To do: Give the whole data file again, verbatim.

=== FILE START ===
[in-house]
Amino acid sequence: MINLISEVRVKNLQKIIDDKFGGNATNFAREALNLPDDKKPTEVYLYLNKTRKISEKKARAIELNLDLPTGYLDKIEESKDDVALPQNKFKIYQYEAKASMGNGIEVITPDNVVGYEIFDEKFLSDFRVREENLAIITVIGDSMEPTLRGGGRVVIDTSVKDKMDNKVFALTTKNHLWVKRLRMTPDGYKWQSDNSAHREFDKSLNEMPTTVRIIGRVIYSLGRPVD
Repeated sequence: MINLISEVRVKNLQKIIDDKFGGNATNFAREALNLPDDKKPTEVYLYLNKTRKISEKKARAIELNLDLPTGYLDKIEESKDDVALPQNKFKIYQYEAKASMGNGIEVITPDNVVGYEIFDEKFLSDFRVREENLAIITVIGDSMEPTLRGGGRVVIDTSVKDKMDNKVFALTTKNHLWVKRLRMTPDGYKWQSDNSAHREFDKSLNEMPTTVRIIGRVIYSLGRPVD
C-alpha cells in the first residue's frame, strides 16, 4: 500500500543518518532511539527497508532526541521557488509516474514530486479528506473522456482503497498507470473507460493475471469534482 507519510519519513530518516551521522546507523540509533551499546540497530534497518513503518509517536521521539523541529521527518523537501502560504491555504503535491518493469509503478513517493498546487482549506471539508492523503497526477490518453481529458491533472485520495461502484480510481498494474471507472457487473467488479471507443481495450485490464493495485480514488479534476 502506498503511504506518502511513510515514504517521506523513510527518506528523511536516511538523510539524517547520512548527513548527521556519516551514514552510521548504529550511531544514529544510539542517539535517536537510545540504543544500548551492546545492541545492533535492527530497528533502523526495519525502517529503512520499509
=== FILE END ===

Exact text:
[in-house]
Amino acid sequence: MINLISEVRVKNLQKIIDDKFGGNATNFAREALNLPDDKKPTEVYLYLNKTRKISEKKARAIELNLDLPTGYLDKIEESKDDVALPQNKFKIYQYEAKASMGNGIEVITPDNVVGYEIFDEKFLSDFRVREENLAIITVIGDSMEPTLRGGGRVVIDTSVKDKMDNKVFALTTKNHLWVKRLRMTPDGYKWQSDNSAHREFDKSLNEMPTTVRIIGRVIYSLGRPVD
Repeated sequence: MINLISEVRVKNLQKIIDDKFGGNATNFAREALNLPDDKKPTEVYLYLNKTRKISEKKARAIELNLDLPTGYLDKIEESKDDVALPQNKFKIYQYEAKASMGNGIEVITPDNVVGYEIFDEKFLSDFRVREENLAIITVIGDSMEPTLRGGGRVVIDTSVKDKMDNKVFALTTKNHLWVKRLRMTPDGYKWQSDNSAHREFDKSLNEMPTTVRIIGRVIYSLGRPVD
C-alpha cells in the first residue's frame, strides 16, 4: 500500500543518518532511539527497508532526541521557488509516474514530486479528506473522456482503497498507470473507460493475471469534482 507519510519519513530518516551521522546507523540509533551499546540497530534497518513503518509517536521521539523541529521527518523537501502560504491555504503535491518493469509503478513517493498546487482549506471539508492523503497526477490518453481529458491533472485520495461502484480510481498494474471507472457487473467488479471507443481495450485490464493495485480514488479534476 502506498503511504506518502511513510515514504517521506523513510527518506528523511536516511538523510539524517547520512548527513548527521556519516551514514552510521548504529550511531544514529544510539542517539535517536537510545540504543544500548551492546545492541545492533535492527530497528533502523526495519525502517529503512520499509